Student Farms at United States Colleges and Universities: Insights Gained from a Survey of the Farm Managers

By Leis, Anna; Whittington, M. Susie et al. | NACTA Journal, March 2011 | Go to article overview
Save to active project

Student Farms at United States Colleges and Universities: Insights Gained from a Survey of the Farm Managers

Leis, Anna, Whittington, M. Susie, Bennett, Mark, Kleinhenz, Matthew, NACTA Journal


Student farms at United States colleges and universities enhance curricula by integrating research, extension and teaching missions, reinforcing classroom instruction, and improving job training. Student farms are sites of agricultural production and marketing at which students have, through coursework and/or internships, opportunities to supplement classroom instruction with "real world" experience. Student farms and their influence on curricula began decades ago, but the number of farms and their impact have increased recently. Although increasingly numerous, the structure, programming, and operating principles of student farms have not been studied. A lack of knowledge regarding student farms hinders the development of new farms and ongoing success of existing farms. Therefore, an online survey of student farm managers was distributed in order to gain insights into the current status of student farms in the United States.

The data were used to determine that college and university student farms are diverse in operating characteristics. Though many groups contribute to successful farm operation, undergraduate students are the largest group to participate in and benefit from student farms. Working with a limited budget was the most significant challenge faced, though despite various challenges, farm managers on average, reported that their farms were operating successfully. Managers also indicated that their farm played a role in attracting students to attend their college or university.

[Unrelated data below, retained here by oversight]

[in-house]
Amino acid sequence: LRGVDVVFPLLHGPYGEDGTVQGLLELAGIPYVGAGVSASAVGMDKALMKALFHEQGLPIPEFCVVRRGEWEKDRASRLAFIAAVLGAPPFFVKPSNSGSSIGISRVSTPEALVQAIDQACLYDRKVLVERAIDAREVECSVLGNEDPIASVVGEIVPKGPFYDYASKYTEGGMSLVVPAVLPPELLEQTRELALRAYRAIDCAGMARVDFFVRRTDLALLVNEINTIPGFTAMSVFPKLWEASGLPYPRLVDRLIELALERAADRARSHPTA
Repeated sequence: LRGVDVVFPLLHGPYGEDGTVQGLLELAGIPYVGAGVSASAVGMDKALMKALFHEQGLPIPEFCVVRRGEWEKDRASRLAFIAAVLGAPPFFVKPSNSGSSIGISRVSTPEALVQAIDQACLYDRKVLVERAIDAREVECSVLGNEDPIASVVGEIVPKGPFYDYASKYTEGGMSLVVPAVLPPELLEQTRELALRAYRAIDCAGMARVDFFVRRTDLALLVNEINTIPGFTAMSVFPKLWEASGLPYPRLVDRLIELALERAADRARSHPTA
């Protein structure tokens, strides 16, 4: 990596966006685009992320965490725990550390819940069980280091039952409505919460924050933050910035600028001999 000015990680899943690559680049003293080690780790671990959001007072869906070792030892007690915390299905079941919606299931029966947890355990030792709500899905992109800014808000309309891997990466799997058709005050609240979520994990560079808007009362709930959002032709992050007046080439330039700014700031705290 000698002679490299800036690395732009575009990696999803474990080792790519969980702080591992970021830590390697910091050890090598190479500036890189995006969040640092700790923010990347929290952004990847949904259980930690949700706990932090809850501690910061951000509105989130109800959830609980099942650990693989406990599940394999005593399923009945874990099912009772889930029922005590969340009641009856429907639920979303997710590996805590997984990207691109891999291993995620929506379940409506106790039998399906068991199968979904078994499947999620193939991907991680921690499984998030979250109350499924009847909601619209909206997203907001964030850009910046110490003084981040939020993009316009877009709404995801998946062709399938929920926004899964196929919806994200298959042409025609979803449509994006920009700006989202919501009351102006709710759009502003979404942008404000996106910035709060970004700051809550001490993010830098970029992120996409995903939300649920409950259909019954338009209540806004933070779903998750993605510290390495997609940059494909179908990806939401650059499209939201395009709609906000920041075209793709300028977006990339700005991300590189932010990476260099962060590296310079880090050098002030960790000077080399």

"The land grant institution was created under the Morrill Act with the purpose of, among other things, ...teaching such branches of learning as are related to agriculture... "(Collier, 2002, p. 182). College and university student farms have been present on campuses throughout the United States for the duration of the passing of the Morrill Act. Student farms vary greatly in size and focus, but a common philosophy is their role in providing students with opportunities to gain valuable skills through applied experiences. In addition to acquiring various skills, involvement with a student farm allows students a concrete medium in which to solidify knowledge gained through coursework. Student farms currently operating across the United States offer a wide range of learning opportunities through which students can gain experience to supplement coursework, major programs and certificate programs, and provide opportunities for internships and volunteering.

The educational basis for inclusion of student farm opportunities in curricula is grounded on the idea that these opportunities serve as a form of experiential education. Stated simply, experiential education is learning by doing (Andreasen, 2004), and the basis of this type of education rests upon a foundation of four pillars, including learning in reallife contexts, learning by doing, learning through projects, and learning by solving problems. The essence of experiential education is that of engaging students to "solve problems inductively, actively use and explain knowledge through solving problems, and make connections and apply knowledge beyond the classroom and school, based on real-life problems" (Knobloch, 2003, p. 23).